Chapter 8: Rotational Motion of Solid Objects 1. An isolated object is initially spinning at a constant speed. Then, although no external forces act upon it, its rotational speed increases. This must be
More informationChapter 4. Forces and Newton s Laws of Motion. continued
Chapter 4 Forces and Newton s Laws of Motion continued 4.9 Static and Kinetic Frictional Forces When an object is in contact with a surface forces can act on the objects. The component of this force acting
More informationCHAPTER 6 WORK AND ENERGY
CHAPTER 6 WORK AND ENERGY CONCEPTUAL QUESTIONS. REASONING AND SOLUTION The work done by F in moving the box through a displacement s is W = ( F cos 0 ) s= Fs. The work done by F is W = ( F cos θ). s From
More informationNEWTON S LAWS OF MOTION
NEWTON S LAWS OF MOTION Background: Aristotle believed that the natural state of motion for objects on the earth was one of rest. In other words, objects needed a force to be kept in motion. Galileo studied
More informationPhysics1 Recitation7
Physics1 Recitation7 Rotation of a Rigid Object About a Fixed Axis 1. The angular position of a point on a wheel is described by. a) Determine angular position, angular speed, and angular acceleration
More informationFirst Semester Learning Targets
First Semester Learning Targets 1.1.Can define major components of the scientific method 1.2.Can accurately carry out conversions using dimensional analysis 1.3.Can utilize and convert metric prefixes
More informationChapter 6 Work and Energy
Chapter 6 WORK AND ENERGY PREVIEW Work is the scalar product of the force acting on an object and the displacement through which it acts. When work is done on or by a system, the energy of that system
More informationF N A) 330 N 0.31 B) 310 N 0.33 C) 250 N 0.27 D) 290 N 0.30 E) 370 N 0.26
Physics 23 Exam 2 Spring 2010 Dr. Alward Page 1 1. A 250N force is directed horizontally as shown to push a 29kg box up an inclined plane at a constant speed. Determine the magnitude of the normal force,
More informationAN ROINN OIDEACHAIS AGUS EOLAÍOCHTA LEAVING CERTIFICATE EXAMINATION, 2000
M31 AN ROINN OIDEACHAIS AGUS EOLAÍOCHTA LEAVING CERTIFICATE EXAMINATION, 2000 APPLIED MATHEMATICS  ORDINARY LEVEL FRIDAY, 23 JUNE  AFTERNOON, 2.00 to 4.30 Six questions to be answered. All questions
More informationLinear Centripetal Tangential speed acceleration acceleration A) Rω Rω 2 Rα B) Rω Rα Rω 2 C) Rω 2 Rα Rω D) Rω Rω 2 Rω E) Rω 2 Rα Rω 2 Ans: A
1. Two points, A and B, are on a disk that rotates about an axis. Point A is closer to the axis than point B. Which of the following is not true? A) Point B has the greater speed. B) Point A has the lesser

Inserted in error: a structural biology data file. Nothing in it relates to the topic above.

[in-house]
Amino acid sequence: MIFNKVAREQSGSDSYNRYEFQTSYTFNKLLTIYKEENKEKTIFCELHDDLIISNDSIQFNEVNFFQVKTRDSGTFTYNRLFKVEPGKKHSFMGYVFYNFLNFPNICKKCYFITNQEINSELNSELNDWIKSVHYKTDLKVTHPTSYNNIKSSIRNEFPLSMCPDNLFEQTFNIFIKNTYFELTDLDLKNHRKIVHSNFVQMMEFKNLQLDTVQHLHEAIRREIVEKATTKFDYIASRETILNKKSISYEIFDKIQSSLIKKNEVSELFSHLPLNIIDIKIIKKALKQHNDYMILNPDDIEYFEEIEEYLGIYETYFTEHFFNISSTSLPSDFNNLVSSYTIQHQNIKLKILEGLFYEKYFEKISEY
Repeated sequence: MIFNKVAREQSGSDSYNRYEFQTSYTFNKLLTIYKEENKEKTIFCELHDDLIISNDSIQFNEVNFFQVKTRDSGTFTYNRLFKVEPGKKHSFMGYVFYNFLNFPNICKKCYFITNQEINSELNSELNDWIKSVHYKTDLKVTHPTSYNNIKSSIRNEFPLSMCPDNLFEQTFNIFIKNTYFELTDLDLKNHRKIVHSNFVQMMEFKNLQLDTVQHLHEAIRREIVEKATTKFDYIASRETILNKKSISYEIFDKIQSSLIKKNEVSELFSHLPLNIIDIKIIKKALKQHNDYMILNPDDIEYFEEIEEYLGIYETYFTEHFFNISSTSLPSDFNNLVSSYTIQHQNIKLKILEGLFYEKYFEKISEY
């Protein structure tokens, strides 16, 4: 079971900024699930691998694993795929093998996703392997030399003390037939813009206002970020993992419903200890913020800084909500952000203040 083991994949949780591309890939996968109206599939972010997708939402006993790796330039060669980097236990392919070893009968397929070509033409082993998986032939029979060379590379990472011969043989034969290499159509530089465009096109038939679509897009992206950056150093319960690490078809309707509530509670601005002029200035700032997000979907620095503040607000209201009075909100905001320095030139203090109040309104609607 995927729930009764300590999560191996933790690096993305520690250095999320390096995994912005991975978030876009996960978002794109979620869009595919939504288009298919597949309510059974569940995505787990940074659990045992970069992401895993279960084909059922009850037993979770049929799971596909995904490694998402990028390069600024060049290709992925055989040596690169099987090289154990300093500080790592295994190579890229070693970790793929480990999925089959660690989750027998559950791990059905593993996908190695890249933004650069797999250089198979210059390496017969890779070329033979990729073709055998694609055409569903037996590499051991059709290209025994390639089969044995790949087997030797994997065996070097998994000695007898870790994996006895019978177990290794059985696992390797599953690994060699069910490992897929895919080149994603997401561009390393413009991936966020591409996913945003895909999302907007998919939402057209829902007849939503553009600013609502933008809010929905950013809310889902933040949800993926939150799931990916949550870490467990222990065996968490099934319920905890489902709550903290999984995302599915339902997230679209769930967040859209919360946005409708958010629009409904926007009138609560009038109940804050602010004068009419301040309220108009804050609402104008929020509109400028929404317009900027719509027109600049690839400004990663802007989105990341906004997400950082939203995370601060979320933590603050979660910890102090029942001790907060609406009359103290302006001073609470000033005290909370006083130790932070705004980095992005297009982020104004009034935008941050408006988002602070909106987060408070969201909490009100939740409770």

More informationChapter 9 Rotation of Rigid Bodies
Chapter 9 Rotation of Rigid Bodies 1 Angular Velocity and Acceleration θ = s r (angular displacement) The natural units of θ is radians. Angular Velocity 1 rad = 360o 2π = 57.3o Usually we pick the zaxis
More informationVectors and the Inclined Plane
Vectors and the Inclined Plane Introduction: This experiment is designed to familiarize you with the concept of force as a vector quantity. The inclined plane will be used to demonstrate how one force
More information1 of 7 4/13/2010 8:05 PM
Chapter 33 Homework Due: 8:00am on Wednesday, April 7, 2010 Note: To understand how points are awarded, read your instructor's Grading Policy [Return to Standard Assignment View] Canceling a Magnetic Field
More informationD Alembert s principle and applications
Chapter 1 D Alembert s principle and applications 1.1 D Alembert s principle The principle of virtual work states that the sum of the incremental virtual works done by all external forces F i acting in
More informationcharge is detonated, causing the smaller glider with mass M, to move off to the right at 5 m/s. What is the
This test covers momentum, impulse, conservation of momentum, elastic collisions, inelastic collisions, perfectly inelastic collisions, 2D collisions, and centerofmass, with some problems requiring
More information8. Potential Energy and Conservation of Energy Potential Energy: When an object has potential to have work done on it, it is said to have potential
8. Potential Energy and Conservation of Energy Potential Energy: When an object has potential to have work done on it, it is said to have potential energy, e.g. a ball in your hand has more potential energy
More informationGround Rules. PC1221 Fundamentals of Physics I. Force. Zero Net Force. Lectures 9 and 10 The Laws of Motion. Dr Tay Seng Chuan
PC1221 Fundamentals of Physics I Lectures 9 and 10 he Laws of Motion Dr ay Seng Chuan 1 Ground Rules Switch off your handphone and pager Switch off your laptop computer and keep it No talking while lecture
More informationChapter 7  Rotational Motion w./ QuickCheck Questions
Chapter 7  Rotational Motion w./ QuickCheck Questions 2015 Pearson Education, Inc. Anastasia Ierides Department of Physics and Astronomy University of New Mexico October 1, 2015 Review of Last Time Uniform
More information